Philippines, United States ‘reinforce alliance’ through EDCA

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Philippines' Defense Secretary Voltaire Gazmin and Foreign Affairs Secretary Albert del Rosario meet with United States' Secretary of State John Kerry and Defense Secretary Ashton Carter at the second Philippines-U.S. 2+2 ministerial consultations held in Washington D.C. on January 12.

Metro Manila (CNN Philippines) – The Philippines and the United States agreed on Tuesday (January 12) that the recent Supreme Court ruling on the constitutionality of the Enhanced Defense Cooperation Agreement (EDCA) reaffirmed the strong alliance between the two countries.

“The recent approval of the EDCA opens up new opportunities to further deepen this enduring alliance, and indeed, we look forward to continued effort in this regard,” Department of Foreign Affairs (DFA) Secretary Albert del Rosario said before U.S. officials at the second Philippines-U.S. 2+2 ministerial consultations held in Washington D.C.

U.S. Secretary of State John Kerry also welcomed the SC ruling, saying the U.S. looks forward to the implementation of the deal which will contribute to modernization and improve both countries’ response to humanitarian emergencies. 

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The two nations established relations 70 years ago, Kerry said, and U.S. Defense Secretary Ashton Carter added the Philippines continues to be U.S.’ “critical ally.”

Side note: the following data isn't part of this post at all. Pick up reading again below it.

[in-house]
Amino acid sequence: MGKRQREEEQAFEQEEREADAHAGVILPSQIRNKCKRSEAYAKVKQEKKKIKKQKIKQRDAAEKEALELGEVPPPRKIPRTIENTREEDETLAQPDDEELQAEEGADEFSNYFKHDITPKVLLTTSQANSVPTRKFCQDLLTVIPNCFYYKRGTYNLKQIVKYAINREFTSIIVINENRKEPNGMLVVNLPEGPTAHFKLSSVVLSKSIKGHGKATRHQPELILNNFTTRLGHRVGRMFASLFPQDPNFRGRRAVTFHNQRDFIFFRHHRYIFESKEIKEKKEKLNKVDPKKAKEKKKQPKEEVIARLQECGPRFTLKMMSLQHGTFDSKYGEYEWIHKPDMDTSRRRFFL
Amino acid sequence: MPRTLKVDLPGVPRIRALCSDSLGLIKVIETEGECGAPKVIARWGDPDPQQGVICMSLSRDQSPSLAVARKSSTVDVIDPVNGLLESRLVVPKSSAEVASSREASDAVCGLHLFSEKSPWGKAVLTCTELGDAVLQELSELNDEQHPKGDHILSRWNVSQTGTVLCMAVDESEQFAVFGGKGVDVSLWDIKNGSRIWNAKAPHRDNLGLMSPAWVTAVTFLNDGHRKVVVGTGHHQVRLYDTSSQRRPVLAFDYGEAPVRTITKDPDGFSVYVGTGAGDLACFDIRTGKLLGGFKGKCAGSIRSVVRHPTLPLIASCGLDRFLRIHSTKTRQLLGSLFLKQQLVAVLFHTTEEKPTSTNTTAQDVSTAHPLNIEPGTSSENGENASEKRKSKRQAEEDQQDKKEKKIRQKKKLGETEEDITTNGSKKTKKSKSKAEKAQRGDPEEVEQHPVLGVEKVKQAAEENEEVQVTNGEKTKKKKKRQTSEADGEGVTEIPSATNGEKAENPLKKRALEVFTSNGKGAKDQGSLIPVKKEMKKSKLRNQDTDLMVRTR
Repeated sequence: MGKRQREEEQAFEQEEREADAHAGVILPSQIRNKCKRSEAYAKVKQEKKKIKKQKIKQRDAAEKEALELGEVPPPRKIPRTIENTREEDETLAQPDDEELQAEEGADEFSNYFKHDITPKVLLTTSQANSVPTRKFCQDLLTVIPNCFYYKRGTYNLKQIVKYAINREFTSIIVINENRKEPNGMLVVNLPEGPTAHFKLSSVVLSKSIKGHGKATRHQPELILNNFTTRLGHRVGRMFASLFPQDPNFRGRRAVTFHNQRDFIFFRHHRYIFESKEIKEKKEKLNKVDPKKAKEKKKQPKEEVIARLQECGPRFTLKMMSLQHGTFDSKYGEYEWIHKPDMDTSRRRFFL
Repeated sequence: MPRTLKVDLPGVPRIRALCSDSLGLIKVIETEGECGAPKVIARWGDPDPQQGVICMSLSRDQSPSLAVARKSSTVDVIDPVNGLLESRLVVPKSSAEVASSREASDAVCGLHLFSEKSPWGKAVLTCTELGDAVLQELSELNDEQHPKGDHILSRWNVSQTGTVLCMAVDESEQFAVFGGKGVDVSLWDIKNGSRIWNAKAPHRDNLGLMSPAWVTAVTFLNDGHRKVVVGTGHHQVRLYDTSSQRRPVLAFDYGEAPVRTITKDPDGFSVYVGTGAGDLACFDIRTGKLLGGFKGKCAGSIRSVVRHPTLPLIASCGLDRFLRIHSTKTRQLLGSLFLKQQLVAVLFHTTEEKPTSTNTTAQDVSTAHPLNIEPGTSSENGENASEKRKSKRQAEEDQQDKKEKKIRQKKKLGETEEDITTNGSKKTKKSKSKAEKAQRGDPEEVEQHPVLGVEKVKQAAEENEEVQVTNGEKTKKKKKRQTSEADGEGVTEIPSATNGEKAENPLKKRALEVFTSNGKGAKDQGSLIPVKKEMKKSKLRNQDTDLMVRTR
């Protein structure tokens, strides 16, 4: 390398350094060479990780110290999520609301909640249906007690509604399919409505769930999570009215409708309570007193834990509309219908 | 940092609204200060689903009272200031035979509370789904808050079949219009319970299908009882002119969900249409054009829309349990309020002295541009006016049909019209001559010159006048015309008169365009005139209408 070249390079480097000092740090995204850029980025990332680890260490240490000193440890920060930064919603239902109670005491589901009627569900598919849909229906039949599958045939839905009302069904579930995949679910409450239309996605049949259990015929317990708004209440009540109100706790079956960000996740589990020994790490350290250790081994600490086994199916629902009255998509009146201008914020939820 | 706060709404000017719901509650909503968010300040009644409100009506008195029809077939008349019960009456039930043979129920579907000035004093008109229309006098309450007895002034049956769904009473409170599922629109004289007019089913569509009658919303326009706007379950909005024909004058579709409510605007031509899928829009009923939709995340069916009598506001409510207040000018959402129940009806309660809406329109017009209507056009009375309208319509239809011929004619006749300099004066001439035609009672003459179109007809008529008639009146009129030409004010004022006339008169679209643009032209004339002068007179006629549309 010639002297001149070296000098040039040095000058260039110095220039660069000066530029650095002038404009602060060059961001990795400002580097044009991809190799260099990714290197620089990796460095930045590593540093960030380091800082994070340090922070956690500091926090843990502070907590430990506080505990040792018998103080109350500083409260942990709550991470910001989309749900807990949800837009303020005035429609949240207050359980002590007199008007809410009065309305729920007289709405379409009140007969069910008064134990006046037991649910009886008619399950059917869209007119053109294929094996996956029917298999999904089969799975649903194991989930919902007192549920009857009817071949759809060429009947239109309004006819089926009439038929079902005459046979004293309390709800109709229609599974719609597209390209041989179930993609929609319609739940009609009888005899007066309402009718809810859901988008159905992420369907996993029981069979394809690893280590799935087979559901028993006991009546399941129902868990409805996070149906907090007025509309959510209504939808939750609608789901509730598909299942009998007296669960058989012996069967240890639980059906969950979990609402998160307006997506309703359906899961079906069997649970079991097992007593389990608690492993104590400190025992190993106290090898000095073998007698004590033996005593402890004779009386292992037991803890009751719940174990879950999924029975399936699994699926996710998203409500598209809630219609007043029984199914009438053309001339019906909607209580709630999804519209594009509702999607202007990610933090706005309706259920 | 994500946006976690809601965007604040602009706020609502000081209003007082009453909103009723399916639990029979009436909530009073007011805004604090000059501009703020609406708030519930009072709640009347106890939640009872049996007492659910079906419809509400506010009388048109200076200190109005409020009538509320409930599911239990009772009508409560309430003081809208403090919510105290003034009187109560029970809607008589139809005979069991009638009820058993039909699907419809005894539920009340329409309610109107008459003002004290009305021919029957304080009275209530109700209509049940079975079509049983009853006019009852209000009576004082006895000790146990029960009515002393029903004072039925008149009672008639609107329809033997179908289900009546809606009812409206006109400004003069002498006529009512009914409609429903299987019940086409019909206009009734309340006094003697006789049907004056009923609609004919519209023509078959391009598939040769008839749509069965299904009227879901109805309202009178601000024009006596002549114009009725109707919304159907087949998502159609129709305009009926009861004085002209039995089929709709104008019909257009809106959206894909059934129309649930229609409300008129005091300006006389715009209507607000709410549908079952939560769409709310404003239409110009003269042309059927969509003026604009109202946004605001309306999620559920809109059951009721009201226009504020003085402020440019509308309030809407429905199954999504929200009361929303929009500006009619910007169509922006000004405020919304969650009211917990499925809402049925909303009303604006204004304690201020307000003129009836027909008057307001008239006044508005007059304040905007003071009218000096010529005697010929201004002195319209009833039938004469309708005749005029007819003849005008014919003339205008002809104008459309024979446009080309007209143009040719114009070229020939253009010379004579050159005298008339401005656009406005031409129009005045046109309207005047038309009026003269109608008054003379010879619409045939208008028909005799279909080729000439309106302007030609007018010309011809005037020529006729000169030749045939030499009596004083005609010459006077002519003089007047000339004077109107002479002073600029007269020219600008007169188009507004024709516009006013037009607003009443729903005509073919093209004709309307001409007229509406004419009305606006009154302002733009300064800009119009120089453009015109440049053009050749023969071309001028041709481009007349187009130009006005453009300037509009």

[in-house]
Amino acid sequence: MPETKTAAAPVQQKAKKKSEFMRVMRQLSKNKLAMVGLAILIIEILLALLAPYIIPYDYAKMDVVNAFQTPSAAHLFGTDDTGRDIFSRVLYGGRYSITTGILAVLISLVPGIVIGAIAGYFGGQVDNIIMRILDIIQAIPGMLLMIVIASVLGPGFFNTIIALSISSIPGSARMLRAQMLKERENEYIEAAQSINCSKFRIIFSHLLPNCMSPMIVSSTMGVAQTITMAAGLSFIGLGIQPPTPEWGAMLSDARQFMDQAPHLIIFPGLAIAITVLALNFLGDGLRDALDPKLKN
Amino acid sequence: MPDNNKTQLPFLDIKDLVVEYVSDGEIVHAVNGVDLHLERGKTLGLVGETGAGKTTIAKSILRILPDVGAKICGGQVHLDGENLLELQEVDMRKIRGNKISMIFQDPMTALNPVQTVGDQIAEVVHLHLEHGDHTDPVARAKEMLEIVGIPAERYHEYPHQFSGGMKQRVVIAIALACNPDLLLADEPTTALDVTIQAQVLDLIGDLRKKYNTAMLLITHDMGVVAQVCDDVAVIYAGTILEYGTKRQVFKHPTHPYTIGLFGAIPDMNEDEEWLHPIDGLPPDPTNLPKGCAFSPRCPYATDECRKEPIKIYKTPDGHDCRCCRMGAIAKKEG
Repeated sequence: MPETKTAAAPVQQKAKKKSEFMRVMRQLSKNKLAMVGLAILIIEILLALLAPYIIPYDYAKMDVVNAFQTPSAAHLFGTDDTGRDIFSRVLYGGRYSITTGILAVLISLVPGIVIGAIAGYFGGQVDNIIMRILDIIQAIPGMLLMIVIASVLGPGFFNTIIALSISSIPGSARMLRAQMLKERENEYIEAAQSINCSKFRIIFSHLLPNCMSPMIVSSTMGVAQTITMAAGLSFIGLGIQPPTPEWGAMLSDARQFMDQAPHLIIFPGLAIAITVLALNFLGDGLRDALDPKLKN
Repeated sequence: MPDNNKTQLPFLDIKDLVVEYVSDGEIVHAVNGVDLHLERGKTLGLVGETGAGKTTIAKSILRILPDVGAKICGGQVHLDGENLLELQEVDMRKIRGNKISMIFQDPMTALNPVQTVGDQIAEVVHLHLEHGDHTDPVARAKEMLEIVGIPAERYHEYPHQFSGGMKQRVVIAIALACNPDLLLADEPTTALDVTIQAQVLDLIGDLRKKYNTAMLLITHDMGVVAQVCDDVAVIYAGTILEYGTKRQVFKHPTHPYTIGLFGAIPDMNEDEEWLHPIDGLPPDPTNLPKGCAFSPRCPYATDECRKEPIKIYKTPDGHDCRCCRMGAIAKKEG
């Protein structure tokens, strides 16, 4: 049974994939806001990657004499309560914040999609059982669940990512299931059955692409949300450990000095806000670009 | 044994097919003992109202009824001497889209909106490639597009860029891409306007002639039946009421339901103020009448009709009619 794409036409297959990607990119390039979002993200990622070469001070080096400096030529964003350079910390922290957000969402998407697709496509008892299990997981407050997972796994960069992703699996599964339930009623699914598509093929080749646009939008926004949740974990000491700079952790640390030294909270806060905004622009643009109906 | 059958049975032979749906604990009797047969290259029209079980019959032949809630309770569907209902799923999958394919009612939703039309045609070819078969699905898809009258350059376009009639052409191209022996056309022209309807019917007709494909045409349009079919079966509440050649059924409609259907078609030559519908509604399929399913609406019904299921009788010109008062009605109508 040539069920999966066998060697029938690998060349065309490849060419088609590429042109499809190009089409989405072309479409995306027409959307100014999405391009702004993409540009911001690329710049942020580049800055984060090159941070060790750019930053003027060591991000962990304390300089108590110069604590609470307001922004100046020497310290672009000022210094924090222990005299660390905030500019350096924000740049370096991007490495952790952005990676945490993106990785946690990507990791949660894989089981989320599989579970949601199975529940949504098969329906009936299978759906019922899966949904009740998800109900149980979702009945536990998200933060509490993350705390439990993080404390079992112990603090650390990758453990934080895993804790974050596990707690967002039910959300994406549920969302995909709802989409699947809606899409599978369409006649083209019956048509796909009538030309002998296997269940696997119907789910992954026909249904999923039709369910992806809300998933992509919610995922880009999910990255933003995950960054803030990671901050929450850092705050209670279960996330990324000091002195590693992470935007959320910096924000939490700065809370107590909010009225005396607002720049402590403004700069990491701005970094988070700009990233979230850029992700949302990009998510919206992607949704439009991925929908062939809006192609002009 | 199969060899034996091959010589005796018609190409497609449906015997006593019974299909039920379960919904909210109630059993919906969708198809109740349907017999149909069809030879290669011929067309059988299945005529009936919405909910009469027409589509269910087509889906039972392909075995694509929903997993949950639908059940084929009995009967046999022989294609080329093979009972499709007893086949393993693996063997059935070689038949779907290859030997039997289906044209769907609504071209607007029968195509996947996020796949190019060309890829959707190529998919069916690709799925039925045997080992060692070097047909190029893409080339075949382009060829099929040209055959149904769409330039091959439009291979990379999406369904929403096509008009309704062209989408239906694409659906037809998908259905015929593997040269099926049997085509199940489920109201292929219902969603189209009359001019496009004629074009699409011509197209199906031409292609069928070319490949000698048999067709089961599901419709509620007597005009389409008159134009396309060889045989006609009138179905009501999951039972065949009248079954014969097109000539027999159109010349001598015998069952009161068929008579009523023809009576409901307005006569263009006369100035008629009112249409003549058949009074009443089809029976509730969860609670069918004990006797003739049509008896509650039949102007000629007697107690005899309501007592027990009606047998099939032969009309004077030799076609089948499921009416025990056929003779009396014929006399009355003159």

The EDCA allows the presence of foreign troops and facilities in the Philippines, based on the 1998 Visiting Forces Agreement and 1951 Mutual Defense Treaty.

Related: What you need to know about EDCA

‘Intertwined security interests’

Defense Secretary Voltaire Gazmin acknowledged that the security interests of the two countries have “increasingly intertwined.”

“It is timely for the Philippines and the U.S. to focus on building a credible defense posture and enhancing interoperability for territorial defense, maritime security and maritime domain awareness, and humanitarian assistance and disaster response,” Gazmin said.

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Kerry and Carter said U.S. will continue to help the Philippines on all regional security issues, including the dispute over the South China Sea.

“Our strategic relationship begins with a very firm pledge: that the United States has an ironclad commitment to the security of the Philippines,” Kerry said.

Carter noted the EDCA gave new opportunities for the Philippines to strengthen its role in maritime security and keeping a peaceful region, even as the U.S. continues to exercise freedom of navigation in the South China Sea.

More than defense cooperation

“Our defense cooperation will always be a priority; but our bonds of friendship, it is fair to say, extend far beyond the priority of our defense cooperation. It includes trade and investment, people-to-people exchanges, a shared commitment to democracy, and support for health, education, and human rights,” Kerry said.

He added the U.S. was pleased that the Philippines got selected by the Millennium Challenge Corporation, an independent U.S. government agency that will fund critical projects focused on poverty reduction, inclusive economic growth and elimination of corruption.

“It's also why we are striving to grow our two-way trade, and it's why the United States welcomes the Philippines' interest in joining the Trans-Pacific Partnership (TPP),” Kerry said.

Del Rosario said the Philippines remains in close consultation with the U.S. on how it can accede to the TPP at the soonest possible time.